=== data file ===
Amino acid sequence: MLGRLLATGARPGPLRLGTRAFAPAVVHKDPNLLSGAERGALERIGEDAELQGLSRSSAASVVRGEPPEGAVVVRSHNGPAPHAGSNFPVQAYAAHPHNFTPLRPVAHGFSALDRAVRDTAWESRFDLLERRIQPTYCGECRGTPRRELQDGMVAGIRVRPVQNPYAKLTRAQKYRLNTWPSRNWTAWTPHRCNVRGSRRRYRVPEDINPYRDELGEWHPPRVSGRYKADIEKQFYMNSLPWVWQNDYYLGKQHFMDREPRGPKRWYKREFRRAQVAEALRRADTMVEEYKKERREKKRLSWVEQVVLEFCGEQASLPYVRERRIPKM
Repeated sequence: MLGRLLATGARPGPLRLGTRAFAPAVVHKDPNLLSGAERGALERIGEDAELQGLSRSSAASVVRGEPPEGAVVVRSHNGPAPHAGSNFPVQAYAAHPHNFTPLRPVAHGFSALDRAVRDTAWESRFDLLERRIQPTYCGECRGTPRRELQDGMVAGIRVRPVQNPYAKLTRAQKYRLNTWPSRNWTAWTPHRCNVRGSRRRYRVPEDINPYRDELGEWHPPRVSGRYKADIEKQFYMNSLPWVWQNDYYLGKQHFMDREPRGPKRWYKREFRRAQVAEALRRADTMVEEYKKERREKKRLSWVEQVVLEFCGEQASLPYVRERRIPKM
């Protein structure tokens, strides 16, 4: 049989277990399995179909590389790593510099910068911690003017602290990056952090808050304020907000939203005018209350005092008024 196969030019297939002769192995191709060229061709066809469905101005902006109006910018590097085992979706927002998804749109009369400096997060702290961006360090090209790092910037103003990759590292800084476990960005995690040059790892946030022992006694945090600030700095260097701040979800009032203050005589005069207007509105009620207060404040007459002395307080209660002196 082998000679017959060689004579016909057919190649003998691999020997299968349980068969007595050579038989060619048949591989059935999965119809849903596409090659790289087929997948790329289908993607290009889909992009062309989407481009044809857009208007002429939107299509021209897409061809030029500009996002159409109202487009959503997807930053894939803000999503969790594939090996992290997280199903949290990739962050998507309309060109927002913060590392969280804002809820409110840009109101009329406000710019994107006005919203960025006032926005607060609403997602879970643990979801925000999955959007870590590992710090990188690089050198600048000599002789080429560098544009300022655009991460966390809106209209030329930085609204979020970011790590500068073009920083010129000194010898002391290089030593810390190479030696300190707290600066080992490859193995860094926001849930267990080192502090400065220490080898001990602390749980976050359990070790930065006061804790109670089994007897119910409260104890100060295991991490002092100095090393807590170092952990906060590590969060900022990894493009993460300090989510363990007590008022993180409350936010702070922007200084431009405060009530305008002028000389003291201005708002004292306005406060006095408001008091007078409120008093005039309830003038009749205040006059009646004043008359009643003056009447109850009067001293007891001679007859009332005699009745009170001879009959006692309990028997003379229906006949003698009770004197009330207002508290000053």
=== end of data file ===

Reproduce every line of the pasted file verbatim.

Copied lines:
Amino acid sequence: MLGRLLATGARPGPLRLGTRAFAPAVVHKDPNLLSGAERGALERIGEDAELQGLSRSSAASVVRGEPPEGAVVVRSHNGPAPHAGSNFPVQAYAAHPHNFTPLRPVAHGFSALDRAVRDTAWESRFDLLERRIQPTYCGECRGTPRRELQDGMVAGIRVRPVQNPYAKLTRAQKYRLNTWPSRNWTAWTPHRCNVRGSRRRYRVPEDINPYRDELGEWHPPRVSGRYKADIEKQFYMNSLPWVWQNDYYLGKQHFMDREPRGPKRWYKREFRRAQVAEALRRADTMVEEYKKERREKKRLSWVEQVVLEFCGEQASLPYVRERRIPKM
Repeated sequence: MLGRLLATGARPGPLRLGTRAFAPAVVHKDPNLLSGAERGALERIGEDAELQGLSRSSAASVVRGEPPEGAVVVRSHNGPAPHAGSNFPVQAYAAHPHNFTPLRPVAHGFSALDRAVRDTAWESRFDLLERRIQPTYCGECRGTPRRELQDGMVAGIRVRPVQNPYAKLTRAQKYRLNTWPSRNWTAWTPHRCNVRGSRRRYRVPEDINPYRDELGEWHPPRVSGRYKADIEKQFYMNSLPWVWQNDYYLGKQHFMDREPRGPKRWYKREFRRAQVAEALRRADTMVEEYKKERREKKRLSWVEQVVLEFCGEQASLPYVRERRIPKM
């Protein structure tokens, strides 16, 4: 049989277990399995179909590389790593510099910068911690003017602290990056952090808050304020907000939203005018209350005092008024 196969030019297939002769192995191709060229061709066809469905101005902006109006910018590097085992979706927002998804749109009369400096997060702290961006360090090209790092910037103003990759590292800084476990960005995690040059790892946030022992006694945090600030700095260097701040979800009032203050005589005069207007509105009620207060404040007459002395307080209660002196 082998000679017959060689004579016909057919190649003998691999020997299968349980068969007595050579038989060619048949591989059935999965119809849903596409090659790289087929997948790329289908993607290009889909992009062309989407481009044809857009208007002429939107299509021209897409061809030029500009996002159409109202487009959503997807930053894939803000999503969790594939090996992290997280199903949290990739962050998507309309060109927002913060590392969280804002809820409110840009109101009329406000710019994107006005919203960025006032926005607060609403997602879970643990979801925000999955959007870590590992710090990188690089050198600048000599002789080429560098544009300022655009991460966390809106209209030329930085609204979020970011790590500068073009920083010129000194010898002391290089030593810390190479030696300190707290600066080992490859193995860094926001849930267990080192502090400065220490080898001990602390749980976050359990070790930065006061804790109670089994007897119910409260104890100060295991991490002092100095090393807590170092952990906060590590969060900022990894493009993460300090989510363990007590008022993180409350936010702070922007200084431009405060009530305008002028000389003291201005708002004292306005406060006095408001008091007078409120008093005039309830003038009749205040006059009646004043008359009643003056009447109850009067001293007891001679007859009332005699009745009170001879009959006692309990028997003379229906006949003698009770004197009330207002508290000053």